Tarantino XX contains eight films chosen by writer-director Quentin Tarantino to illustrate the first 20 years of his career from 1992-2009 — pretty much his entire auteur oeuvre — that has brought joy to lovers of cinema and inspiration to filmmakers everywhere.
They include Reservoir Dogs (1992), True Romance (1993), Pulp Fiction (1994), Jackie Brown (1997), Kill Bill Vol. 1 (2003), Kill Bill Vol. 2 (2004), Death Proof, (2007) and Inglourious Basterds (2009).
True Romance, although only written by Tarantino, completely has the vibe and style of a Tarantino movie (if not the visual flair and flourish), much more than it walks or quacks like anything else by its director, Tony Scott (Top Gun, Crimson Tide, Enemy of the State). Tarantino’s energy and cinematic life force just overwhelm much of the style of the director, as was the case with Natural Born Killers (unfortunately not included here), which is pure Tarantino and nothing like any other Oliver Stone (Platoon, JFK, Wallstreet) movie that went before, although — on the surface — it has influenced some of Stone’s later films such as U-Turn and Savages.
We’re used to Tarantino reviving acting careers, exposing the true talents of seemingly lesser performers, and introducing unknowns to mainstream American audiences while they played the oddball gangsters, killers, professional criminals, drug users, and fascinating peripheral colorful characters. But even in the two films he didn’t direct, the writing is so pure Tarantino that it inspires the actors into highly memorable, uniquely idiosyncratic performances — Dennis Hopper, Christopher Walken, Gary Oldman, Michael Madsen — sometimes surprisingly so, as in Brad Pitt’s True Romance stoner. Even the selection of unusual soundtrack songs for each film has Tarantino’s pitch-perfect fingerprints on them. The rest of the films in this collection, though, are all-round, all-out Tarantino, displaying his dazzling mastery of the cinematic language — visuals, editing, music, etc. — merging all elements together perfectly as no other American director living today can do.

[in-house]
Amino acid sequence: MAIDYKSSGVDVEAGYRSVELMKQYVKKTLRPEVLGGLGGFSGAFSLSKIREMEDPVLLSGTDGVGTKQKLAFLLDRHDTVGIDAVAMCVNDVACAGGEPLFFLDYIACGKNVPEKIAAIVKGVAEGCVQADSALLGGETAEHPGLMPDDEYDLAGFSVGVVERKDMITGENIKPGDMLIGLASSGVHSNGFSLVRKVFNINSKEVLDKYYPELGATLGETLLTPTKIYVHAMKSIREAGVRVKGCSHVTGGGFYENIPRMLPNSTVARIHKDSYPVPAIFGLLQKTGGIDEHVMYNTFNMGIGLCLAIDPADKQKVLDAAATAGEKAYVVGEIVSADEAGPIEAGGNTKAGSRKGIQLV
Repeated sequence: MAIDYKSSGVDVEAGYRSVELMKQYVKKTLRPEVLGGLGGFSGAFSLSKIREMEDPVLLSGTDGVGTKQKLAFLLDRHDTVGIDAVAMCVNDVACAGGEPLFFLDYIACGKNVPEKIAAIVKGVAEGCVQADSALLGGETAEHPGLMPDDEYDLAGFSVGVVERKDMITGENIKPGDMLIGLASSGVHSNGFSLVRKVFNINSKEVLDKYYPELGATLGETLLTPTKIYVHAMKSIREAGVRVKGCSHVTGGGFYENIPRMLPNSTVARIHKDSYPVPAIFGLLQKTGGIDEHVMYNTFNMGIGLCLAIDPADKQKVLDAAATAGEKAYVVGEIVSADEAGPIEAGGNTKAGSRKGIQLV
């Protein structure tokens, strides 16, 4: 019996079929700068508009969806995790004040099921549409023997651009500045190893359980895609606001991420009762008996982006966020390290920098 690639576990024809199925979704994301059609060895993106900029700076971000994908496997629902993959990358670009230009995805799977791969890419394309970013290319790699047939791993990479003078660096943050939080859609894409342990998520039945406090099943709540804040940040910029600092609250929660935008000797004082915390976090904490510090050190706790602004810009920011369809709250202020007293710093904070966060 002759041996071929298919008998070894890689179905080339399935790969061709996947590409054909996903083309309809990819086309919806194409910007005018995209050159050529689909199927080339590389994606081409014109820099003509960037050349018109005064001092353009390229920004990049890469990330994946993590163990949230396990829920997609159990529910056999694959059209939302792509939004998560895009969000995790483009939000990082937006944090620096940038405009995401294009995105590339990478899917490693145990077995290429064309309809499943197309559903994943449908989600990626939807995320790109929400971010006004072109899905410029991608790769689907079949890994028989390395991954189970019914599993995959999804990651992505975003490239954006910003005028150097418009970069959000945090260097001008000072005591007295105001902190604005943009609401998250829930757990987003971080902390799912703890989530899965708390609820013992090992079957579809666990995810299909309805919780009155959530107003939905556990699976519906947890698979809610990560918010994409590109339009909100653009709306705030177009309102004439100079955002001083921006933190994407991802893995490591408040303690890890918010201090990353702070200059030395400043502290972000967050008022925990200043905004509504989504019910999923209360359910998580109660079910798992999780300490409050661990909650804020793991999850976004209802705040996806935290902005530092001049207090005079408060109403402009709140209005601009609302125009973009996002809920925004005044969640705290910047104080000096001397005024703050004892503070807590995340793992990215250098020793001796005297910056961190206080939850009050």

In this 10-disc set, in addition to the films in glorious high def and lossless sound, and the plentiful extras accompanying each title on its disc, there are also two discs of extra extras including five hours of critics’ discussions of the films, a two-hour retrospective of Tarantino’s career, a Jackie Brown Q&A event,” and a Django Unchained trailer collection.